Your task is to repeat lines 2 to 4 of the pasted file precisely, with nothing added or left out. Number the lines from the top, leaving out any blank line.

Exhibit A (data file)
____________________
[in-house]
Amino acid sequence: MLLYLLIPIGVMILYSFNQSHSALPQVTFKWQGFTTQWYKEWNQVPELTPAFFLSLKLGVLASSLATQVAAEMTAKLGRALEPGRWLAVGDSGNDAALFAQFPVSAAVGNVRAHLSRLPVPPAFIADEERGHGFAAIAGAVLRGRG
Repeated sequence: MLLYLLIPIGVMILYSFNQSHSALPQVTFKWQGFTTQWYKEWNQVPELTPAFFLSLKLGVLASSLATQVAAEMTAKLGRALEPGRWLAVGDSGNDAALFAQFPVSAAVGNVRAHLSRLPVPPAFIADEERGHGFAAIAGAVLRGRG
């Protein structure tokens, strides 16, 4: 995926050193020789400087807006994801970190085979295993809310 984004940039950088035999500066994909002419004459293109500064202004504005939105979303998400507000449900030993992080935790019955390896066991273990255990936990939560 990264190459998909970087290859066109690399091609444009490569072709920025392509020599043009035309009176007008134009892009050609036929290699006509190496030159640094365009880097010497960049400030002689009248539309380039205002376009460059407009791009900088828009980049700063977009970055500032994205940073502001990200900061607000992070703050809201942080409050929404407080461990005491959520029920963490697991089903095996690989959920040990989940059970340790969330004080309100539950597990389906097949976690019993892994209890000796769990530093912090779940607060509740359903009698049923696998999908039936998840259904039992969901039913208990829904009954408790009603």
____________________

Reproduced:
Amino acid sequence: MLLYLLIPIGVMILYSFNQSHSALPQVTFKWQGFTTQWYKEWNQVPELTPAFFLSLKLGVLASSLATQVAAEMTAKLGRALEPGRWLAVGDSGNDAALFAQFPVSAAVGNVRAHLSRLPVPPAFIADEERGHGFAAIAGAVLRGRG
Repeated sequence: MLLYLLIPIGVMILYSFNQSHSALPQVTFKWQGFTTQWYKEWNQVPELTPAFFLSLKLGVLASSLATQVAAEMTAKLGRALEPGRWLAVGDSGNDAALFAQFPVSAAVGNVRAHLSRLPVPPAFIADEERGHGFAAIAGAVLRGRG
């Protein structure tokens, strides 16, 4: 995926050193020789400087807006994801970190085979295993809310 984004940039950088035999500066994909002419004459293109500064202004504005939105979303998400507000449900030993992080935790019955390896066991273990255990936990939560 990264190459998909970087290859066109690399091609444009490569072709920025392509020599043009035309009176007008134009892009050609036929290699006509190496030159640094365009880097010497960049400030002689009248539309380039205002376009460059407009791009900088828009980049700063977009970055500032994205940073502001990200900061607000992070703050809201942080409050929404407080461990005491959520029920963490697991089903095996690989959920040990989940059970340790969330004080309100539950597990389906097949976690019993892994209890000796769990530093912090779940607060509740359903009698049923696998999908039936998840259904039992969901039913208990829904009954408790009603």